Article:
Riddle me this: how should you ask questions in LD? Check this out for some clever ideas!
Episode 5 Transcription:
My name is Marcus Viney, Head Coach of Cheyenne East, and this is, Episode 5: Asking Questions!
This time we’re talking about asking questions, something you’ll do in every single LD round (and sometimes after like, “wHaT hApPeNeD iN tHeRe?”). But before we jump in, it’ll be helpful to talk about some general debate strategy. In debate, two opposing sides struggle to win the judge’s vote, and there are two basic ways you can earn that vote. You can either tell the judge why you’re right or why your opponent is wrong. This is kind of like offense and defense in a basketball game. As we all know, a team wins if they have more points than the other team by the end of the game, and typically this involves preventing the other team from scoring. But the point here is that no matter how good a basketball team is at defending their basket, they can never win without playing some offense too, that is, without also scoring some points. The same is true in debate. It’s never enough to tear down your opponent’s arguments and say why they’re wrong. You also have to advance your own arguments and explain why you’re right. As it turns out, the concepts of offense and defense apply really well to asking questions.
In cross-examination, a “defensive” question is one that aims to poke a hole in your opponent’s argument. An “offensive” question, by contrast, advances one of your arguments. But let’s focus on defense for a moment. Recall that one common pattern of argument is a link-and-impact story. Because we can identify different parts of an argument, we can ask questions about those parts and see if they make sense. So let’s go back to the example from last time. Say your opponent makes the argument that schools shouldn’t ban energy drinks because doing so will cause student anger and unrest. The first thing we can do is ask questions about their “link story.” How do we know, for example, that there isn’t another reason why the students would be angry? In this school, would the students be angry anyway, with or without the ban? We could also ask about the warrant for this link—why should we think this is true in the first place? Has it ever happened before? Have other schools dealt with student unrest because of energy-drink bans? How many and where exactly? Now, let’s say that our opponent is super prepared, and has answers for all of these link-story questions. We could also ask about their “impact story,” or why the ban is supposedly so harmful. For example, how many students will be mad about this and how mad will they be? How long will the anger last, and why is a little student anger so bad anyway? What is the harm exactly?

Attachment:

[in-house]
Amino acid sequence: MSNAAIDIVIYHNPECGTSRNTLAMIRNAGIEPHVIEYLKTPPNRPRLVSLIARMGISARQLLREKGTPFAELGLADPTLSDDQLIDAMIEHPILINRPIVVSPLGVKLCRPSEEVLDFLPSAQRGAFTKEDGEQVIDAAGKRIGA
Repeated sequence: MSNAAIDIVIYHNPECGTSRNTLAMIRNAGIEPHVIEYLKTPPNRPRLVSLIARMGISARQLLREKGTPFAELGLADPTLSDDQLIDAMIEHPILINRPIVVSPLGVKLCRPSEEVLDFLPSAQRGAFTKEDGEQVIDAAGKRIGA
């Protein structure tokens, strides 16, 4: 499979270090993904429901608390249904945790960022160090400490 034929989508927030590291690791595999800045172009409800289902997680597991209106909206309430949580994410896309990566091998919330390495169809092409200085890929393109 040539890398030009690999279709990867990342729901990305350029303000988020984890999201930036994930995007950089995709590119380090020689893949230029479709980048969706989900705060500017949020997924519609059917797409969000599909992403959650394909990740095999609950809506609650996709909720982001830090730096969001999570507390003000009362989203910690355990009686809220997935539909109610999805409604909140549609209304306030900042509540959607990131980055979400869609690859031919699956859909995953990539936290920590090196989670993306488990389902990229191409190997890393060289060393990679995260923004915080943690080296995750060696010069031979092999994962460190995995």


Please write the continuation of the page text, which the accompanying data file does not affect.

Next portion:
To recap: the two basic strategies of defensive questions are to cast doubt on the link or the impact. This makes the judge begin to wonder: “will the change really cause that outcome?” and even if it does, “how bad would it be?” This can be powerful, but notice that, at best, defensive questions can only tear down your opponent’s arguments, or in the basketball analogy, “block their shot.” This is where offensive questions can help because they can “score points” or give “airtime” to your arguments. First, we will need to make an argument. Let’s say our argument is that schools should ban energy drinks because they’re dangerous for teenagers and have been linked to hospitalizations and even some deaths. With this in hand, we can ask a direct or comparative question for some bite or offense. A direct offensive question forces your opponent to confront your argument directly. For example: Why should a school endorse something that endangers the lives of their students? This is powerful because it puts your opponent on the defensive, but more importantly, reminds the judge of your position. We can also ask a comparative offensive question that places your argument right next to theirs, like this: Even if what you say is right and the ban will cause some anger, wouldn’t that be worth preventing hospitalizations or even one death? Notice this question grants your opponent’s argument, but then weighs it against the bigger harm that you want the judge to think about. There’s no perfect formula for how to generate these questions, but, I promise, the more you practice, the better you will get.
Luckily there are some fun activities that will help you sharpen your skills. The first is “Offense or Defense?” an exercise where you try to identify whether a question is offensive or defensive. Once you’re done, try making some of your own. The next one is called “Ridiculous Arguments.” Here a volunteer debater will plan to defend a “ridiculous” or indefensible resolution to give other debaters the chance to practice asking endless questions. Topics include things like “students should be required to break a leg before graduating high school” or “all public restrooms should be accompanied by a clown.” *Shiver. This has the added benefit of allowing the defender to practice calmness in the face of difficult questioning. The last activity is “Titan Challenge,” where one debater is the “titan” and everyone else is on a team to take them down (kind of like Thanos and the Avengers but I can’t get sued). The handout contains a pre-written case with 8 arguments designed to have all kinds of problems. The team can divide up offensive and defensive duties, and try to snap the titan before he snaps you. Enough for now, talk to you next time!